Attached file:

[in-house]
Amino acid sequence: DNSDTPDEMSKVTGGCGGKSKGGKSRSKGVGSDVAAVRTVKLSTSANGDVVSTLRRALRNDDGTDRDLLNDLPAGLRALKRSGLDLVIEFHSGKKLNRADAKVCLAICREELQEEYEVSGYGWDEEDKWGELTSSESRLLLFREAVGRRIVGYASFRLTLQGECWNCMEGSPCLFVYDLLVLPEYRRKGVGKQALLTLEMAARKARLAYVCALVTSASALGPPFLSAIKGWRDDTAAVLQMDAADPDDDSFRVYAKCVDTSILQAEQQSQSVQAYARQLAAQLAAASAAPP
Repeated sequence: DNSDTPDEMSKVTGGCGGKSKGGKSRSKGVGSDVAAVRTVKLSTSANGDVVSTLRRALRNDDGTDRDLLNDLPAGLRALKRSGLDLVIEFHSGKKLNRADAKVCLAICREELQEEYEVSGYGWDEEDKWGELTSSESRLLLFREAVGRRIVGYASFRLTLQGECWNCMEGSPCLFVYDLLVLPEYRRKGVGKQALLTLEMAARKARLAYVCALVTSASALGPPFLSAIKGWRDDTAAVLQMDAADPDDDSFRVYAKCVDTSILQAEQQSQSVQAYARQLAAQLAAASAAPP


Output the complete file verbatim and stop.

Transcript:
[in-house]
Amino acid sequence: DNSDTPDEMSKVTGGCGGKSKGGKSRSKGVGSDVAAVRTVKLSTSANGDVVSTLRRALRNDDGTDRDLLNDLPAGLRALKRSGLDLVIEFHSGKKLNRADAKVCLAICREELQEEYEVSGYGWDEEDKWGELTSSESRLLLFREAVGRRIVGYASFRLTLQGECWNCMEGSPCLFVYDLLVLPEYRRKGVGKQALLTLEMAARKARLAYVCALVTSASALGPPFLSAIKGWRDDTAAVLQMDAADPDDDSFRVYAKCVDTSILQAEQQSQSVQAYARQLAAQLAAASAAPP
Repeated sequence: DNSDTPDEMSKVTGGCGGKSKGGKSRSKGVGSDVAAVRTVKLSTSANGDVVSTLRRALRNDDGTDRDLLNDLPAGLRALKRSGLDLVIEFHSGKKLNRADAKVCLAICREELQEEYEVSGYGWDEEDKWGELTSSESRLLLFREAVGRRIVGYASFRLTLQGECWNCMEGSPCLFVYDLLVLPEYRRKGVGKQALLTLEMAARKARLAYVCALVTSASALGPPFLSAIKGWRDDTAAVLQMDAADPDDDSFRVYAKCVDTSILQAEQQSQSVQAYARQLAAQLAAASAAPP